The images in his brain were not calming him right now. Any part of him...
He distracted himself by checking on his orders in the kitchen, along with the two new hires he’d put in place a month ago. One was a veteran chef from the military who’d put in ten years of duty before losing a leg in Afghanistan. The other was a hardworking kid who reminded Zach a lot of himself at his age, with a single mom and baby sister at home to support. Only Miguel’s dad had been killed in a car accident. Zach’s had simply walked away when supporting a wife and child got too boring for him to handle.
Despite the rush, he found everything moving along smoothly in the kitchen. There was no need for Zach to be working at Lola’s. In fact, he refused to let his mother pay him anymore. The last thing he needed these days was money—a concept he couldn’t quite absorb. But he couldn’t stay away.
Taking care of his grandmother, mother and sister was a way of life for him. He’d only been away from them while he was in the military. No matter what his job was now, his day still wasn’t complete until he’d touched base with them. And he wasn’t the kind of man to sit around while the women worked. He wasn’t like his father—uncaring enough to walk away from the people who needed him. Nor KC’s father, who’d done the same when the going got tough. Zach had never let down the women in his life, and his new millionaire status wasn’t an excuse to start now.
So here he was on a Friday night, carrying a tray of appetizers out to a table surrounded by several couples eager to eat before hitting the dance floor. Lola’s was crowded tonight. Lots of people were in town needing to blow off steam, especially those who worked out at the mill. Too many probably thought about the disaster they would have faced if it hadn’t been a mandatory shutdown weekend when the bomb had gone off.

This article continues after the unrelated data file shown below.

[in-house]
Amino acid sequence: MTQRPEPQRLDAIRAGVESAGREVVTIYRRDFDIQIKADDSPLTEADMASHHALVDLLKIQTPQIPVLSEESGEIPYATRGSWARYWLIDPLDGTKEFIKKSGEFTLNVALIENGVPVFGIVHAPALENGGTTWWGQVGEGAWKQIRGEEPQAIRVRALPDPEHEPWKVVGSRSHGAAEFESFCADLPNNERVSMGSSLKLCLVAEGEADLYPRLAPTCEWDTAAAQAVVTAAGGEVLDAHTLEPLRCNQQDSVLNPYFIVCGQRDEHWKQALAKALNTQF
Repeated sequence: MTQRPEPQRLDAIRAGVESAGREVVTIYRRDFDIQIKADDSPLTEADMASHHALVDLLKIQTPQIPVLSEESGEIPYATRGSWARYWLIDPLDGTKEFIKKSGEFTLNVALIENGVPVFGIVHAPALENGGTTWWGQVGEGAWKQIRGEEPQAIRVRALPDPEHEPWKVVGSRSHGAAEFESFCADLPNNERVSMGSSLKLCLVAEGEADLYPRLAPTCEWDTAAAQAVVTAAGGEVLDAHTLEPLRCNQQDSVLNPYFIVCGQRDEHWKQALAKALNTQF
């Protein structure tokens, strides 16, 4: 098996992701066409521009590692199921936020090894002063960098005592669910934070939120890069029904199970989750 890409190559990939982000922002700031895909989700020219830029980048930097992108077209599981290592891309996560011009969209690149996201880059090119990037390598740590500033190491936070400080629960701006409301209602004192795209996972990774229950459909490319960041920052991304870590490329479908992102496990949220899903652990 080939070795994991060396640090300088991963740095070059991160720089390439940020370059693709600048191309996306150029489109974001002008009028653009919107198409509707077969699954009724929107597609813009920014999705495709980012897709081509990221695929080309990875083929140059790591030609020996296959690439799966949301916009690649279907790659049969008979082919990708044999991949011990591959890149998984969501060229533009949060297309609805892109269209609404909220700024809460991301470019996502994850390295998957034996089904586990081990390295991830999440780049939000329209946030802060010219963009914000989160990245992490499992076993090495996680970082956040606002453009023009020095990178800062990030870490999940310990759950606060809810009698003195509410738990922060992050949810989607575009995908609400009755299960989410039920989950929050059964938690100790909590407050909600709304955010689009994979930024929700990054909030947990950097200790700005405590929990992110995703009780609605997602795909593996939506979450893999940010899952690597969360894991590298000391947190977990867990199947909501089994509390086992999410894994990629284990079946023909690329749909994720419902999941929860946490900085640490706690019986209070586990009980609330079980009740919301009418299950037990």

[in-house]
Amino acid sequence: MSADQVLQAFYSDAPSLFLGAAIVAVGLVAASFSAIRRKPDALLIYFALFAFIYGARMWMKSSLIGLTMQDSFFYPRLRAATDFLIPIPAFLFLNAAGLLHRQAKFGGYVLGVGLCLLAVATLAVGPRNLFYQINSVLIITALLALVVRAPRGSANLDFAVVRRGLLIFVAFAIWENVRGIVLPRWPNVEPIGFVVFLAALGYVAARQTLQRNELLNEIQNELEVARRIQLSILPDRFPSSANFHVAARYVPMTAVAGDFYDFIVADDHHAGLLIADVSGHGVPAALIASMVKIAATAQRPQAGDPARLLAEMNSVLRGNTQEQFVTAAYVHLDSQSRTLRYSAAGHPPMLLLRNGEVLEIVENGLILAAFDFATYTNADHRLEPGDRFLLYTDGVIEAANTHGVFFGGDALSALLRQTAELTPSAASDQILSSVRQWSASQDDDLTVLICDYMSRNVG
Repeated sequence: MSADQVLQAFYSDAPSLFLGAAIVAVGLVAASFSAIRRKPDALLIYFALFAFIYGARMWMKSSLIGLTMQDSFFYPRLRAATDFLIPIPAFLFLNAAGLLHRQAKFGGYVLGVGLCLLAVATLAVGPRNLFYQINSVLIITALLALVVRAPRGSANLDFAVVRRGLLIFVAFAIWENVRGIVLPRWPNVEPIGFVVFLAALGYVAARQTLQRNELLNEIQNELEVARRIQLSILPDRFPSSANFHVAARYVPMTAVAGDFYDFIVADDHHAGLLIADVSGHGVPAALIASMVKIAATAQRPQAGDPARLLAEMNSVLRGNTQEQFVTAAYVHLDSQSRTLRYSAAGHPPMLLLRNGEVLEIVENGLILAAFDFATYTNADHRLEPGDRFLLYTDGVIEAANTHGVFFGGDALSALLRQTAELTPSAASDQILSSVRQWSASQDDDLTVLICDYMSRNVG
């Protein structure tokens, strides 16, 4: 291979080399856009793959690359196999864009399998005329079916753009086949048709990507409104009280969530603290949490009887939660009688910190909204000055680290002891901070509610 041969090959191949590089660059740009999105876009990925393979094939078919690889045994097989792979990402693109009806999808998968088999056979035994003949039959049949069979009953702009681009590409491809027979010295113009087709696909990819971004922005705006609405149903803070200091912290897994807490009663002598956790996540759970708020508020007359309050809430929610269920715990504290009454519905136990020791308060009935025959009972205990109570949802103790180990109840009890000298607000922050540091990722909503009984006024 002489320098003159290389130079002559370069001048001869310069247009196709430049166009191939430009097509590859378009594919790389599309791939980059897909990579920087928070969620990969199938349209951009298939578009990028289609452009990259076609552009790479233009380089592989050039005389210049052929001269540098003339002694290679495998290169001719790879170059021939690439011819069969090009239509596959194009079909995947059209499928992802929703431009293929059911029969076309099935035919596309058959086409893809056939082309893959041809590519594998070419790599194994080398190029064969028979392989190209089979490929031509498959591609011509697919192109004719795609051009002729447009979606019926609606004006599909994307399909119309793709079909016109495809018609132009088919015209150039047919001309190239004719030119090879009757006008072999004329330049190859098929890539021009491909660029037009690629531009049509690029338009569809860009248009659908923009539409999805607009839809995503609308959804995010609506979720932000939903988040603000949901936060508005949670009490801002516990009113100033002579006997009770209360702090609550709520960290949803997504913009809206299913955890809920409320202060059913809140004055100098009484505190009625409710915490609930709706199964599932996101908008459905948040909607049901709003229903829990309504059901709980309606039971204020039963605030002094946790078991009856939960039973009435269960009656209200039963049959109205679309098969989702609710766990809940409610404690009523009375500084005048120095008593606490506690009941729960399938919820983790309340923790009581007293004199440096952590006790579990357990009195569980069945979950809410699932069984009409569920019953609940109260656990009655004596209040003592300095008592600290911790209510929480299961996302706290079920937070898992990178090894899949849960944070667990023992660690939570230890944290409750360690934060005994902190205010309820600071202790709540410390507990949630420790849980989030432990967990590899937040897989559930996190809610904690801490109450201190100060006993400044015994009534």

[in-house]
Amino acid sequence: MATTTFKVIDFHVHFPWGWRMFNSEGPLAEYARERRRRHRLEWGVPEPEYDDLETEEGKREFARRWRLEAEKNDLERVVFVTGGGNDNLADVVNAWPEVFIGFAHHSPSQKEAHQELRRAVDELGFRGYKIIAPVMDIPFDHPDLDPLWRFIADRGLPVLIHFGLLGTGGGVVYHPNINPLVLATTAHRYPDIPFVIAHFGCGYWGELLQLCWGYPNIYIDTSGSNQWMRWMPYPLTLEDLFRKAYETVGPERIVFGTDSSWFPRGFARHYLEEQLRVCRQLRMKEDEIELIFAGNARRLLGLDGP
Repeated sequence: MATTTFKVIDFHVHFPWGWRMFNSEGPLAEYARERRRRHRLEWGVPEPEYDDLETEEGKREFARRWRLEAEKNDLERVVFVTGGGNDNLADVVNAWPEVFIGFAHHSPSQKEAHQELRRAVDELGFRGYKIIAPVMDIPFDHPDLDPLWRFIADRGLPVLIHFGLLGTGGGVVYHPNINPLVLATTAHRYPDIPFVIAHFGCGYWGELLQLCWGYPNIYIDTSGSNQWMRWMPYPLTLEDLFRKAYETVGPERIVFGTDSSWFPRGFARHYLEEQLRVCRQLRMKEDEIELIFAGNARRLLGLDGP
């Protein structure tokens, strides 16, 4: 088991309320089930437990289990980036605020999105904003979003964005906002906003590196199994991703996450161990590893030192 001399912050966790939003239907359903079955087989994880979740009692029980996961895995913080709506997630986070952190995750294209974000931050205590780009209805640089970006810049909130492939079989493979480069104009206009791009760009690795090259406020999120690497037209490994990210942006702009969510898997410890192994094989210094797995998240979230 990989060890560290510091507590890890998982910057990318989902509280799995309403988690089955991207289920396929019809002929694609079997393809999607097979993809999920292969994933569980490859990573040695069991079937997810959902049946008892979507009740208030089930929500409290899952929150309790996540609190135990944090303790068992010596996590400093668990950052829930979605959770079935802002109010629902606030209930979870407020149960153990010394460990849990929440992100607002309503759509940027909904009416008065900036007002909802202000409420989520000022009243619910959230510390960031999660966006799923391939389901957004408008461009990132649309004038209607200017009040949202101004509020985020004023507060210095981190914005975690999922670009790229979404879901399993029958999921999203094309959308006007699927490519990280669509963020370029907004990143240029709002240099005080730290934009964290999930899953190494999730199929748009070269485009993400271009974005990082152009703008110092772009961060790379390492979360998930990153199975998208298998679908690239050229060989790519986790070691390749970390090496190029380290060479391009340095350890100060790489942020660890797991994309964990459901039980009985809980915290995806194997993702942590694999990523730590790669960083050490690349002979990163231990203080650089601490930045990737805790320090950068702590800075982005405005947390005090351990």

Zach talked to the customers for a few minutes about the damage, then left them to their food. As head of security, he’d done his best to spread the most positive outlook. He hoped he was having some effect, because the last thing this town needed was for the people living here to give up. Regardless of the damage, the Blackstone brothers were not going to let the mill close and the town disappear. They’d all worked too hard to have that happen to the people they cared about.
Hearing some boisterous laughter, Zach glanced at the table of firefighters only to spot an unexpected redheaded beauty in their midst.
Well, look what snuck in while I was in the kitchen.
He should stay away—he really should—but knew he wouldn’t. Casually making his way across the room, he stopped to check in at a few tables while keeping Sadie in view. Her laughter, her smile were beautiful things, though she wasn’t overtly flirting. Still, a surprising surge of anger streaked through him. He found himself circling slowly, almost like a lion studying his prey from all angles.
Coming in from behind, he could no longer see her face, but he could finally hear her words.
“So, did they know someone was sabotaging the mill before this?”
Every cell in his body went alert at the question. Why was she asking?
“Oh, yeah,” one of the locals eagerly replied. “Of course, those of us who work there knew it way before any manager did. But we needed proof, right?”
She nodded, which caused the muted lighting to glint off her ruby curls.
“They say they got someone in custody,” the man continued. “Whoever it is, they’re gonna get a sh—oops, not supposed to say that in front of a lady.”
Was that a hint of a blush on the curve of her cheek he could actually see?
“But the whole town, they’re already up in arms.”
“That will just give them a target,” she murmured, nodding her understanding.
Standing right behind her, Zach felt a moment of evil satisfaction that he stood so close, yet she seemed unaware. One by one the men at the table spotted him. Oddly enough, none gave away his presence to the lamb in their midst.
Every time he was around this woman, his hackles rose. He told himself it was because he’d found her at the mill, where she didn’t belong, but he was afraid the reason was much, much deeper.
“Why would you want to know?” he finally asked.